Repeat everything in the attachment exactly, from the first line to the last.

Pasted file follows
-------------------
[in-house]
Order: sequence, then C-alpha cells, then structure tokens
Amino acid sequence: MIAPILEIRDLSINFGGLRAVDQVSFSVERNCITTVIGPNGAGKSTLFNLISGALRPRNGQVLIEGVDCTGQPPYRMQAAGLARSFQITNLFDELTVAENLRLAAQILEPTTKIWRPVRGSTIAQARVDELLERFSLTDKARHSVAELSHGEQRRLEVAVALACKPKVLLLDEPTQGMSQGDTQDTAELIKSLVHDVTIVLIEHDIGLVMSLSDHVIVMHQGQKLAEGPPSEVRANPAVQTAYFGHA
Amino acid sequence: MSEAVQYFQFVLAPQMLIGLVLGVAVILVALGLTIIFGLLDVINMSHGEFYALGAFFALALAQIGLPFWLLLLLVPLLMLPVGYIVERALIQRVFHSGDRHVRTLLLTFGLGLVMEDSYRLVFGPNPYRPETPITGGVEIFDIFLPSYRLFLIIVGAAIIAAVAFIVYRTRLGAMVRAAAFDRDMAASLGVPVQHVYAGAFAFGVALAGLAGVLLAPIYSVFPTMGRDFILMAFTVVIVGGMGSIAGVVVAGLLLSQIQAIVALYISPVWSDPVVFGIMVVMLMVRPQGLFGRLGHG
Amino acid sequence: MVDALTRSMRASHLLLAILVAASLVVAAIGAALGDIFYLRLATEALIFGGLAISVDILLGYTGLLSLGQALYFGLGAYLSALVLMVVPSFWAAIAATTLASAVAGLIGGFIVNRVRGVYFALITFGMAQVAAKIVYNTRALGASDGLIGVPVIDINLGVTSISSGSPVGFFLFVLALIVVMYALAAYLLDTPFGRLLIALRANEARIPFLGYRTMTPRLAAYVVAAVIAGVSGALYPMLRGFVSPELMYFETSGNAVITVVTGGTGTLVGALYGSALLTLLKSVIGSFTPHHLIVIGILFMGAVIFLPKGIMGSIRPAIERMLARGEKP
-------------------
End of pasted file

[in-house]
Order: sequence, then C-alpha cells, then structure tokens
Amino acid sequence: MIAPILEIRDLSINFGGLRAVDQVSFSVERNCITTVIGPNGAGKSTLFNLISGALRPRNGQVLIEGVDCTGQPPYRMQAAGLARSFQITNLFDELTVAENLRLAAQILEPTTKIWRPVRGSTIAQARVDELLERFSLTDKARHSVAELSHGEQRRLEVAVALACKPKVLLLDEPTQGMSQGDTQDTAELIKSLVHDVTIVLIEHDIGLVMSLSDHVIVMHQGQKLAEGPPSEVRANPAVQTAYFGHA
Amino acid sequence: MSEAVQYFQFVLAPQMLIGLVLGVAVILVALGLTIIFGLLDVINMSHGEFYALGAFFALALAQIGLPFWLLLLLVPLLMLPVGYIVERALIQRVFHSGDRHVRTLLLTFGLGLVMEDSYRLVFGPNPYRPETPITGGVEIFDIFLPSYRLFLIIVGAAIIAAVAFIVYRTRLGAMVRAAAFDRDMAASLGVPVQHVYAGAFAFGVALAGLAGVLLAPIYSVFPTMGRDFILMAFTVVIVGGMGSIAGVVVAGLLLSQIQAIVALYISPVWSDPVVFGIMVVMLMVRPQGLFGRLGHG
Amino acid sequence: MVDALTRSMRASHLLLAILVAASLVVAAIGAALGDIFYLRLATEALIFGGLAISVDILLGYTGLLSLGQALYFGLGAYLSALVLMVVPSFWAAIAATTLASAVAGLIGGFIVNRVRGVYFALITFGMAQVAAKIVYNTRALGASDGLIGVPVIDINLGVTSISSGSPVGFFLFVLALIVVMYALAAYLLDTPFGRLLIALRANEARIPFLGYRTMTPRLAAYVVAAVIAGVSGALYPMLRGFVSPELMYFETSGNAVITVVTGGTGTLVGALYGSALLTLLKSVIGSFTPHHLIVIGILFMGAVIFLPKGIMGSIRPAIERMLARGEKP